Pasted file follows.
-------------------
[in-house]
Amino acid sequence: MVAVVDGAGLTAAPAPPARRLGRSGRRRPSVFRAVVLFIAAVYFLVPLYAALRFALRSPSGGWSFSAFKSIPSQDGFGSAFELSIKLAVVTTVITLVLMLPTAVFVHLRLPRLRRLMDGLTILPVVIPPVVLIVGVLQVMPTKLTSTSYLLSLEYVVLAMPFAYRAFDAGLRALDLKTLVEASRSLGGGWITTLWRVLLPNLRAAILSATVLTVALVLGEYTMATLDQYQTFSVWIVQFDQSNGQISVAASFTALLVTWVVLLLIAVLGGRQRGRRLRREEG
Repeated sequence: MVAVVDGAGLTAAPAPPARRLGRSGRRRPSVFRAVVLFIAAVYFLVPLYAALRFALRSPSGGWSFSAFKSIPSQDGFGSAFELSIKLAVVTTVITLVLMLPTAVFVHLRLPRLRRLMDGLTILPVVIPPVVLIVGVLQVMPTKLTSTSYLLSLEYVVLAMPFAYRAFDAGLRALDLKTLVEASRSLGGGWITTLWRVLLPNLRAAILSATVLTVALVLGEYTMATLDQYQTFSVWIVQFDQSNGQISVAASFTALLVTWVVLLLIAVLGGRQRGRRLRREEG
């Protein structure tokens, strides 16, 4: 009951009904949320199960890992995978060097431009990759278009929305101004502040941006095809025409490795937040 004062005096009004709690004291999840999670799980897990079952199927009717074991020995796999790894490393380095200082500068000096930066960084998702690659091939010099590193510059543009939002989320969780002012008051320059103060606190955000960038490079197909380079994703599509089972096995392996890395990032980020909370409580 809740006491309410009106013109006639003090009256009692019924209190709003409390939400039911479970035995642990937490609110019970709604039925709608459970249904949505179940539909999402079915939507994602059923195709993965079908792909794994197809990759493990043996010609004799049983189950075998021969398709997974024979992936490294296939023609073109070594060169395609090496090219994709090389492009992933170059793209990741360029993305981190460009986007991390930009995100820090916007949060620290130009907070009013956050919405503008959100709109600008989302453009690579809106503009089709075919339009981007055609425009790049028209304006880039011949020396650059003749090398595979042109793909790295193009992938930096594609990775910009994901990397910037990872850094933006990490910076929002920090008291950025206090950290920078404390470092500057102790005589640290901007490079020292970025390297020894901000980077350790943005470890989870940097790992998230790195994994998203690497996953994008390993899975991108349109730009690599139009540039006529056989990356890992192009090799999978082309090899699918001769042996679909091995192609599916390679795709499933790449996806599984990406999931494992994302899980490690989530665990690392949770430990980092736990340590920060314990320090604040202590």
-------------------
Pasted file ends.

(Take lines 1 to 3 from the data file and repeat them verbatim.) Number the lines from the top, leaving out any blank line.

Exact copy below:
[in-house]
Amino acid sequence: MVAVVDGAGLTAAPAPPARRLGRSGRRRPSVFRAVVLFIAAVYFLVPLYAALRFALRSPSGGWSFSAFKSIPSQDGFGSAFELSIKLAVVTTVITLVLMLPTAVFVHLRLPRLRRLMDGLTILPVVIPPVVLIVGVLQVMPTKLTSTSYLLSLEYVVLAMPFAYRAFDAGLRALDLKTLVEASRSLGGGWITTLWRVLLPNLRAAILSATVLTVALVLGEYTMATLDQYQTFSVWIVQFDQSNGQISVAASFTALLVTWVVLLLIAVLGGRQRGRRLRREEG
Repeated sequence: MVAVVDGAGLTAAPAPPARRLGRSGRRRPSVFRAVVLFIAAVYFLVPLYAALRFALRSPSGGWSFSAFKSIPSQDGFGSAFELSIKLAVVTTVITLVLMLPTAVFVHLRLPRLRRLMDGLTILPVVIPPVVLIVGVLQVMPTKLTSTSYLLSLEYVVLAMPFAYRAFDAGLRALDLKTLVEASRSLGGGWITTLWRVLLPNLRAAILSATVLTVALVLGEYTMATLDQYQTFSVWIVQFDQSNGQISVAASFTALLVTWVVLLLIAVLGGRQRGRRLRREEG